Every lady loves a good heel. Not only do they transform your outfit but they also give you a more elegant posture. Heels come in a variety of forms: there are the platform heels, wedge heels, stiletto heels, block heels, kitten heels, spool heels, and comma heels (yes, comma as in the punctuation), among others.
The rampant, almost exclusive wear of heels by the female folk makes it almost impossible to think that high heels were initially worn by men. If you want to find out why and how this shoe style was worn by men in the past, buckle up and let’s go back in time.
The history of high heels can be traced back to ancient Greece. The heels were designed in the form of sandals. They were worn by Grecian actors about 200 BC. The high heel was called ‘kothorni’. The Kothorni was a form of sandal with cork soles that measured between 8 and 10 cm. During this period, the shoe was not worn for any aesthetic purpose; it was simply worn by members of a particular profession – actors. The Kothorni was of varying height. The height of the soles was determined by the role an actor was to play: it depicted the difference in importance and social classes of each character on the stage.
The heel was adopted by Persian soldiers around the 10th century. Again just like in ancient Greece, these heels served a functional purpose. The soldiers used the heels to support their balance on stirrups.
By the 17th century, however, the heels became a norm for Persian riders both on their horses and off their horses. Heeled shoes during this period served a less functional purpose, and were rather used as a means of class distinction: it signified class and wealth.
The cowboy boots and Chelsea boots design draws inspiration from the one-inch Persian heels.
The heeled shoe trend got to Europe in the 17th century as a result of diplomatic relations between Persia and the states of Europe. This trend was widely accepted by European Aristocrats.
The high heeled trend was popularized by the French Monarch Louis XIV in the 17th century. He was perhaps the most famous wearer of the heels in history (who knew the Sun king was fashion savvy!). You must have come across his pictures a time or two in history books or other related media. His signature look was the red heels (his very own loubotins!). He had his heels covered in red Moroccan leather or had them painted in that color. So invested was he in heeled shoes that he passed an edict in 1670 stating that only nobility could wear heels.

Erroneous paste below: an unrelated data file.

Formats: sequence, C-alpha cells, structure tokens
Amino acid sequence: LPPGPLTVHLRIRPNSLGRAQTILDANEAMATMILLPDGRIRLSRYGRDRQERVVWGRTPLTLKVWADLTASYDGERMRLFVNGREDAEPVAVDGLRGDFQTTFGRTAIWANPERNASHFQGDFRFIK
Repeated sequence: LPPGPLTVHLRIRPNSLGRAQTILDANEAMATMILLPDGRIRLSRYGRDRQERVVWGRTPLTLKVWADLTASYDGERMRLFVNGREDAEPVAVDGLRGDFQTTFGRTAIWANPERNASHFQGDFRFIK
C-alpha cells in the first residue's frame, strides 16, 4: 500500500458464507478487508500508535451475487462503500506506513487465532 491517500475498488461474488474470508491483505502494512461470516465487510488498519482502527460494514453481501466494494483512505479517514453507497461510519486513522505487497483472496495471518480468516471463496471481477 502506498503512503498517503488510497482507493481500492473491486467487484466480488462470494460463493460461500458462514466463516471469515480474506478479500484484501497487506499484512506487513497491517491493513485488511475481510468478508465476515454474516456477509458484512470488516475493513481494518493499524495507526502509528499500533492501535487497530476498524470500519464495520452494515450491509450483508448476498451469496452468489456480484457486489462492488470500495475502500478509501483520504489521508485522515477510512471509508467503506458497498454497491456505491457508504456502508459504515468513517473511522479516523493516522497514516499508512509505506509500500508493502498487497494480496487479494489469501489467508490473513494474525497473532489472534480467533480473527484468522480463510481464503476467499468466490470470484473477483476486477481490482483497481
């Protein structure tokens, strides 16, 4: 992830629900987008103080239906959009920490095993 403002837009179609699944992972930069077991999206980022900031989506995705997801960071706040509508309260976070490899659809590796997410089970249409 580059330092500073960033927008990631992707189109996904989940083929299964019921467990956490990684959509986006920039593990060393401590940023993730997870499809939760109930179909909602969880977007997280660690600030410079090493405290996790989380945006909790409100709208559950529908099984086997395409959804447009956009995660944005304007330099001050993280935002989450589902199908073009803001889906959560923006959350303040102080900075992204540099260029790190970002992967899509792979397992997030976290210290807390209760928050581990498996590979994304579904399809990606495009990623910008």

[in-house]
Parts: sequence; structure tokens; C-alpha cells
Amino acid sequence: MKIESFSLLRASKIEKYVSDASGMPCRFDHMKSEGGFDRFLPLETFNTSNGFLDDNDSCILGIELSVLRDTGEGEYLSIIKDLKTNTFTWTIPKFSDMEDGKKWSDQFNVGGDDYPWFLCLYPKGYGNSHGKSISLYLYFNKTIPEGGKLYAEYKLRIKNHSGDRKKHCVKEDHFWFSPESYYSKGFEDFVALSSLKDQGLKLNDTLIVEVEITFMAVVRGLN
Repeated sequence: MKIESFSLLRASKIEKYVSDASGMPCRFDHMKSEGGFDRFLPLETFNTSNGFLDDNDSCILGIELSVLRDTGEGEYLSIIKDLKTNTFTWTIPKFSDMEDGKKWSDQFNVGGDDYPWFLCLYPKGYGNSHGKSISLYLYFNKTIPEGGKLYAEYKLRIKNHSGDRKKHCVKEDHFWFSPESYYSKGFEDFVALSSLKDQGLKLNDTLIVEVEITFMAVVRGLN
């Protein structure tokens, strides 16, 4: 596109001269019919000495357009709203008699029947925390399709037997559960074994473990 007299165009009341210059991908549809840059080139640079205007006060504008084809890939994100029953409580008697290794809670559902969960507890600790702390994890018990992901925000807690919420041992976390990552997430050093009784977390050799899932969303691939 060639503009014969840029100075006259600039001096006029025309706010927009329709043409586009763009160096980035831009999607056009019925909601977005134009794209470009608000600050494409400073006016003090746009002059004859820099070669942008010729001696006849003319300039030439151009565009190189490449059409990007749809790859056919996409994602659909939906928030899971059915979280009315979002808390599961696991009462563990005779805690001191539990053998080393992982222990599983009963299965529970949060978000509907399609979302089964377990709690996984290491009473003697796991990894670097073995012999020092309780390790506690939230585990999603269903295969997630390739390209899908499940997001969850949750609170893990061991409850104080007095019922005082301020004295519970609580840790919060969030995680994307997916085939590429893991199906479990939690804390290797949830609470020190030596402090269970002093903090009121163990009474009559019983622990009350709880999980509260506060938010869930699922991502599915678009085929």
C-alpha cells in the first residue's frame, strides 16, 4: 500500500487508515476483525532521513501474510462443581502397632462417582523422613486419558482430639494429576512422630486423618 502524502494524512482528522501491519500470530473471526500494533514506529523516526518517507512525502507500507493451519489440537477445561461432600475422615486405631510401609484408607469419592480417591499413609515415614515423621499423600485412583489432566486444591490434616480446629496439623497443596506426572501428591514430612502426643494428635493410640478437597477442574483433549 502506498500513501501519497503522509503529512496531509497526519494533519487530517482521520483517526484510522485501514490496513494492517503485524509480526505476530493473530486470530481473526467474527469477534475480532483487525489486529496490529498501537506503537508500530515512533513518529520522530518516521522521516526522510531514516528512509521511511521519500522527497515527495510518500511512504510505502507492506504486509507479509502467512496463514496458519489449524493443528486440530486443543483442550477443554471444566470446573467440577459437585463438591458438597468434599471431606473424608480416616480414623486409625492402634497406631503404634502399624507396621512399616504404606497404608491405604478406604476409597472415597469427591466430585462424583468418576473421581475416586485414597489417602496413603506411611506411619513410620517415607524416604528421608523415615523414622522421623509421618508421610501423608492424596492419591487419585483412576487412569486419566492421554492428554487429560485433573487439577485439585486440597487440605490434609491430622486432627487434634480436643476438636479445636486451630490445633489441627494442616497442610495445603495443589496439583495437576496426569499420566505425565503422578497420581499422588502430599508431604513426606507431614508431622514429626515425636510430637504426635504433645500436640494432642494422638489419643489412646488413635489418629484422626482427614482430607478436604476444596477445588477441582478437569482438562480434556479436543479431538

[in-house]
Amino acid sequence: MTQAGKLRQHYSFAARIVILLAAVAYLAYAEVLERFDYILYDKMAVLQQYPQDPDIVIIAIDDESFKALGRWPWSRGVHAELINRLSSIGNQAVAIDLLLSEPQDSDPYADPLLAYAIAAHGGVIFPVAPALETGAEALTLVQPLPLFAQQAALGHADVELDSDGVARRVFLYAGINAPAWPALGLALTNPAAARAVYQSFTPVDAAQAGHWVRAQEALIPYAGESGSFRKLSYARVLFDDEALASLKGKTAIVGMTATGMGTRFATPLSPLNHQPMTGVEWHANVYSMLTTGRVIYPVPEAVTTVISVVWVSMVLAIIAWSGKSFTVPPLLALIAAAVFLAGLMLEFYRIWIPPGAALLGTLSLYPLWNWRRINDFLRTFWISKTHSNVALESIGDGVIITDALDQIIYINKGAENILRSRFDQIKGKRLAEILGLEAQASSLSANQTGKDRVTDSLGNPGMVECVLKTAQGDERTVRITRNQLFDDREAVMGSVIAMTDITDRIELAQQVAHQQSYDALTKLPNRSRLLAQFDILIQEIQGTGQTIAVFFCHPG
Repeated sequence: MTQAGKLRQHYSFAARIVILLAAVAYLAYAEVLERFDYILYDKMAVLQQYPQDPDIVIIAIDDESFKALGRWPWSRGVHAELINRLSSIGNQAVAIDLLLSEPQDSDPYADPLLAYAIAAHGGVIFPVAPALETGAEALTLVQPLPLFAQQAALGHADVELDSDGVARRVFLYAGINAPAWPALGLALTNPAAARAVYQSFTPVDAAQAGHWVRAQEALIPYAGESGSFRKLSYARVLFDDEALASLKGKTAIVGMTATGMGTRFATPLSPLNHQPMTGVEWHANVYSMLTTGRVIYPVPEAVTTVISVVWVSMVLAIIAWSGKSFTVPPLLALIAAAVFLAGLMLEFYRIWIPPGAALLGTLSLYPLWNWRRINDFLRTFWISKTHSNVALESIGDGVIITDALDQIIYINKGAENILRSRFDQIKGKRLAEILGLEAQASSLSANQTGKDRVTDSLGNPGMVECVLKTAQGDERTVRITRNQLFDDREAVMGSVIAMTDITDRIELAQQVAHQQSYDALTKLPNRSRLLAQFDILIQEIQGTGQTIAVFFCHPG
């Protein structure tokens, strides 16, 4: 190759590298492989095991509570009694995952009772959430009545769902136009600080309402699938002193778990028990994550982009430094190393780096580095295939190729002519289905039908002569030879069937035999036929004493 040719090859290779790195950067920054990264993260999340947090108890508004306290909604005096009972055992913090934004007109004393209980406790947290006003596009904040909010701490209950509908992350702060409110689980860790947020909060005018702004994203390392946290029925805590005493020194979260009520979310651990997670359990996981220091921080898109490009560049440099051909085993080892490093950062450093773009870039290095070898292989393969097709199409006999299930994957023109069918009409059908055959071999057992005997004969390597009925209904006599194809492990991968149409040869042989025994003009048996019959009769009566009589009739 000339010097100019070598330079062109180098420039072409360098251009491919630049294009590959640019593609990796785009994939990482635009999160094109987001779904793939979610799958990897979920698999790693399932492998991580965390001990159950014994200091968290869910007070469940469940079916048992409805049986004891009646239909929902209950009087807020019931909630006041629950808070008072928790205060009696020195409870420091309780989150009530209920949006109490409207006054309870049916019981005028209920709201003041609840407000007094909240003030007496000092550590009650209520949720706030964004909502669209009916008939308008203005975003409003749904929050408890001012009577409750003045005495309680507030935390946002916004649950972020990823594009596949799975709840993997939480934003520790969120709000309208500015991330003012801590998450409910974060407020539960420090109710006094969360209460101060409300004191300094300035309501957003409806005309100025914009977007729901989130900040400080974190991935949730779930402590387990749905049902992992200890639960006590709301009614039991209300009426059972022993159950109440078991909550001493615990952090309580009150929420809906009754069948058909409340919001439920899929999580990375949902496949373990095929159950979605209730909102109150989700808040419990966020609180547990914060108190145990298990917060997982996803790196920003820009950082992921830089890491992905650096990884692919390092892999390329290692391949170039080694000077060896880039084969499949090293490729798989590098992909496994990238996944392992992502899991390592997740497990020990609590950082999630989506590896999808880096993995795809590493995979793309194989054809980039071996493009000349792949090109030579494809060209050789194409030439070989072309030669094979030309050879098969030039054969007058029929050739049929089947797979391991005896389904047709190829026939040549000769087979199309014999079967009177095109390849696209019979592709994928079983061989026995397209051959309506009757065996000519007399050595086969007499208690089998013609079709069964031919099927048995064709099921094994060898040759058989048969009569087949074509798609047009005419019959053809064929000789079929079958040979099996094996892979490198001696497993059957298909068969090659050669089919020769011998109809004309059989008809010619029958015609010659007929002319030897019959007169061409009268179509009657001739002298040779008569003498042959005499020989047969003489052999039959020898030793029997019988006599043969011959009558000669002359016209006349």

While men started the high heels trend, women also wore their own form of heels such as Chopines. Chopines were worn by European women between the 15th century and the 17th century. The heels of Chopines were ridiculously high – up to 54cm and the women had to lean on their maids to walk due to the ridiculous height of the heels. The heels despite its ridiculousness served a functional purpose. It served as outerwear; it was used to cover or protect the women’s actual shoes from mud and dirt. Chopines served as an indicator of social status and was popular in Venice and Spain.
By the 19th century, men stopped wearing heels. The Victorian era was well underway by the mid 19th century and during this era, it became increasingly acceptable for women to wear heels. Men had to stop wearing heels due to their perceived feminization. Men’s shoes became lower in heel and sturdier. The only remains of the high heeled trend in men’s fashion are the Chelsea boots which have about 1–inch heel.